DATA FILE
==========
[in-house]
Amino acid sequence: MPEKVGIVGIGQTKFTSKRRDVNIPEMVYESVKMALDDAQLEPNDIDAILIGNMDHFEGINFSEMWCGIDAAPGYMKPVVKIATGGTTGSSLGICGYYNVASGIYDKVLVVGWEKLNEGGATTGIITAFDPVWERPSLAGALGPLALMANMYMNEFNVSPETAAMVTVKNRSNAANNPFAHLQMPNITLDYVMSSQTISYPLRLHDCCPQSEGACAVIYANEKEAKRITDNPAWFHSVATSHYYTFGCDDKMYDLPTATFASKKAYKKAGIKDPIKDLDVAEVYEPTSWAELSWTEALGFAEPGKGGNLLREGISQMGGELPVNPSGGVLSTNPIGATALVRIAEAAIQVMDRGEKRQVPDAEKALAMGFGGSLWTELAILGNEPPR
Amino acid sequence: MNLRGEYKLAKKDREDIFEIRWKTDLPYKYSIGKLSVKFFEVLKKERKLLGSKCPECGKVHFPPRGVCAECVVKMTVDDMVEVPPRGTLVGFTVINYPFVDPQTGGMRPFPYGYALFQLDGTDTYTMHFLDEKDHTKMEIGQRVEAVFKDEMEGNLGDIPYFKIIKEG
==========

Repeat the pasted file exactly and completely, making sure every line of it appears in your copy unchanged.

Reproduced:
[in-house]
Amino acid sequence: MPEKVGIVGIGQTKFTSKRRDVNIPEMVYESVKMALDDAQLEPNDIDAILIGNMDHFEGINFSEMWCGIDAAPGYMKPVVKIATGGTTGSSLGICGYYNVASGIYDKVLVVGWEKLNEGGATTGIITAFDPVWERPSLAGALGPLALMANMYMNEFNVSPETAAMVTVKNRSNAANNPFAHLQMPNITLDYVMSSQTISYPLRLHDCCPQSEGACAVIYANEKEAKRITDNPAWFHSVATSHYYTFGCDDKMYDLPTATFASKKAYKKAGIKDPIKDLDVAEVYEPTSWAELSWTEALGFAEPGKGGNLLREGISQMGGELPVNPSGGVLSTNPIGATALVRIAEAAIQVMDRGEKRQVPDAEKALAMGFGGSLWTELAILGNEPPR
Amino acid sequence: MNLRGEYKLAKKDREDIFEIRWKTDLPYKYSIGKLSVKFFEVLKKERKLLGSKCPECGKVHFPPRGVCAECVVKMTVDDMVEVPPRGTLVGFTVINYPFVDPQTGGMRPFPYGYALFQLDGTDTYTMHFLDEKDHTKMEIGQRVEAVFKDEMEGNLGDIPYFKIIKEG